Age is another common factor used to segment customers. Age gives a lot of information about your target customer and their needs. For instance, a 30-year-old bachelor in Boston will have a different budget and interests from a 70-year-old retiree in Texas.

Occupation gives businesses insight into a customer’s availability, interests, and budget based on annual income.

Despite being the easiest-to-use customer segmentation model, demographic segmentation risks making erroneous assumptions about a particular segment, leading you to lose your brand voice.

Therefore, you should use demographic segmentation with other models.

2. Geographic Segmentation

Geographic segmentation categorises your audience based on where they live, work, and shop. Therefore, you get details such as the customer’s location, transportation, preferred language, and workspace.

Transportation is an essential metric because, for instance, if you establish that your customers often take the subway, you can buy advertising space on digital billboards or trains in popular subway stations in the area.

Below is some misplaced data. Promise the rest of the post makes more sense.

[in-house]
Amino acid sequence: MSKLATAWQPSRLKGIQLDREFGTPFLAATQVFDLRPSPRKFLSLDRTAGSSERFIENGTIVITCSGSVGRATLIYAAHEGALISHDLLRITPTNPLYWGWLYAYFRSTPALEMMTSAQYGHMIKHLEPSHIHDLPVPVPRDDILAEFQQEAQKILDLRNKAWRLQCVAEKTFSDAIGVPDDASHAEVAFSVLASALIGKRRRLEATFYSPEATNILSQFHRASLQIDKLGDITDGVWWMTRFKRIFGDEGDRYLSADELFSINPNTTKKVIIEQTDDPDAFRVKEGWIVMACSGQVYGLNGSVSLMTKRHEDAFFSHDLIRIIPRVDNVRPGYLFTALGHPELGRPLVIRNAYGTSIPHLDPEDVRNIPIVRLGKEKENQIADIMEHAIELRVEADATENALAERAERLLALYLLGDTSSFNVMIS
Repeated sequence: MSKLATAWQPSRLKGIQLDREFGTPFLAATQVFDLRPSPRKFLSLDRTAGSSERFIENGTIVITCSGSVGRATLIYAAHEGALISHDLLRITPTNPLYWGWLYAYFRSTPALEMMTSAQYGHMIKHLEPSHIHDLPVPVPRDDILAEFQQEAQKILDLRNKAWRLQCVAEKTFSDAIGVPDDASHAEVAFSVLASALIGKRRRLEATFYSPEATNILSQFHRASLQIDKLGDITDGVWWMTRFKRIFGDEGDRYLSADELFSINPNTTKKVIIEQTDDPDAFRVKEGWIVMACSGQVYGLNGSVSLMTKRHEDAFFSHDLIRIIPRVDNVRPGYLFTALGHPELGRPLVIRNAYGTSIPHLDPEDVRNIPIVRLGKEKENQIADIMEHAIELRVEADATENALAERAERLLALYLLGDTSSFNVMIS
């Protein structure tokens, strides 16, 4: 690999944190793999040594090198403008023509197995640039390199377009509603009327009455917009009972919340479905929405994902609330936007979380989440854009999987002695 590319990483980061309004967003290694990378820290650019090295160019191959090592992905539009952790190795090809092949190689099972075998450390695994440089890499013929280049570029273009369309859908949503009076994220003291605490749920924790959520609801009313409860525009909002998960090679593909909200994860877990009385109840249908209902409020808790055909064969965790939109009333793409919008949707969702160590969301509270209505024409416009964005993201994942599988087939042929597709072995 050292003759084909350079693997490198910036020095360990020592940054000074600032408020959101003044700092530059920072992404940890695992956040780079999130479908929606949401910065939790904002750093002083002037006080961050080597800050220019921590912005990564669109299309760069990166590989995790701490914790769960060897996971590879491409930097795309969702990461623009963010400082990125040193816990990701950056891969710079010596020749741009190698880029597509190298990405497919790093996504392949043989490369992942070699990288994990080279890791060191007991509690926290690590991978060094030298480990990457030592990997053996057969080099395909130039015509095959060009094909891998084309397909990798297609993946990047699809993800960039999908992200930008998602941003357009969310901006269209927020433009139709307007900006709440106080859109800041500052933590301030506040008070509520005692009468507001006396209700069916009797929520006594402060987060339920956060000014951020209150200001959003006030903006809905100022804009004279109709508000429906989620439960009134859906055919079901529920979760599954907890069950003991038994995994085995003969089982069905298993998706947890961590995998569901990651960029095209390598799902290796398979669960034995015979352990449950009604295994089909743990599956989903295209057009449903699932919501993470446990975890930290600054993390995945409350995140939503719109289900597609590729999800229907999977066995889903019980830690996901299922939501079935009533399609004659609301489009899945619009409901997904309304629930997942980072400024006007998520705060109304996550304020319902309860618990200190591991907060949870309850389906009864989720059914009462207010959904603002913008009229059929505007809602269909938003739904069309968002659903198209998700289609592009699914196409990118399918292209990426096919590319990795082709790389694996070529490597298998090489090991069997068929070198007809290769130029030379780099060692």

Preferred language ensures that you always communicate clearly to your customers and prospects in the language they understand best.

The biggest downside to geographic segmentation is its simplicity which often doesn’t reveal much about your audience. Therefore, you should use it alongside other models.

3. Psychographic Segmentation

Despite having unique personalities, we share common characteristics or traits. Psychographic segmentation groups customers based on common traits such as hobbies, personality traits, lifestyle choices, values, and cultural beliefs.

Therefore, in psychographic segmentation, you seek to identify the customer’s interests, values, and personality. These details are perhaps the most difficult to gather. However, if well understood, they can be used to deliver compelling, relevant, and highly-focused marketing messages.

4. Technographic Segmentation